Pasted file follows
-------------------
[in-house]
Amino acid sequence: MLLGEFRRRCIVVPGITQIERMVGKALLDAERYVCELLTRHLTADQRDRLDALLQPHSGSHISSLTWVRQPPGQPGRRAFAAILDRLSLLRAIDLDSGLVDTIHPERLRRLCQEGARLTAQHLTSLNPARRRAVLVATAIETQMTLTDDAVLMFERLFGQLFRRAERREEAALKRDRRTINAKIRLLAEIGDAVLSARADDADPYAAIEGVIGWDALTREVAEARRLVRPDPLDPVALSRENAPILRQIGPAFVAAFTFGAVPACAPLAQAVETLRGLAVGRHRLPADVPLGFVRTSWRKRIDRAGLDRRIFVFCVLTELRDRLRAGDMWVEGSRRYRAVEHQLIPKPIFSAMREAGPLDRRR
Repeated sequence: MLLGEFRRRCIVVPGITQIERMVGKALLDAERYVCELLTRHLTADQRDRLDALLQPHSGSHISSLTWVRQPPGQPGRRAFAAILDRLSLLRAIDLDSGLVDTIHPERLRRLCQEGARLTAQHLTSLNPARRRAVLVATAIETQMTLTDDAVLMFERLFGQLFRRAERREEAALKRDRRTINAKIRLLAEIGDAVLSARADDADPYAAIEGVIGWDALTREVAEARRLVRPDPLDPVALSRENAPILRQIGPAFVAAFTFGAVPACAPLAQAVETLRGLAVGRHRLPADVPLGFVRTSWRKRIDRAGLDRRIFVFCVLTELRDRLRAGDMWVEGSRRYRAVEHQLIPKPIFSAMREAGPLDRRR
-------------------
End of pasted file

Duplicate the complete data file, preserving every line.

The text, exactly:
[in-house]
Amino acid sequence: MLLGEFRRRCIVVPGITQIERMVGKALLDAERYVCELLTRHLTADQRDRLDALLQPHSGSHISSLTWVRQPPGQPGRRAFAAILDRLSLLRAIDLDSGLVDTIHPERLRRLCQEGARLTAQHLTSLNPARRRAVLVATAIETQMTLTDDAVLMFERLFGQLFRRAERREEAALKRDRRTINAKIRLLAEIGDAVLSARADDADPYAAIEGVIGWDALTREVAEARRLVRPDPLDPVALSRENAPILRQIGPAFVAAFTFGAVPACAPLAQAVETLRGLAVGRHRLPADVPLGFVRTSWRKRIDRAGLDRRIFVFCVLTELRDRLRAGDMWVEGSRRYRAVEHQLIPKPIFSAMREAGPLDRRR
Repeated sequence: MLLGEFRRRCIVVPGITQIERMVGKALLDAERYVCELLTRHLTADQRDRLDALLQPHSGSHISSLTWVRQPPGQPGRRAFAAILDRLSLLRAIDLDSGLVDTIHPERLRRLCQEGARLTAQHLTSLNPARRRAVLVATAIETQMTLTDDAVLMFERLFGQLFRRAERREEAALKRDRRTINAKIRLLAEIGDAVLSARADDADPYAAIEGVIGWDALTREVAEARRLVRPDPLDPVALSRENAPILRQIGPAFVAAFTFGAVPACAPLAQAVETLRGLAVGRHRLPADVPLGFVRTSWRKRIDRAGLDRRIFVFCVLTELRDRLRAGDMWVEGSRRYRAVEHQLIPKPIFSAMREAGPLDRRR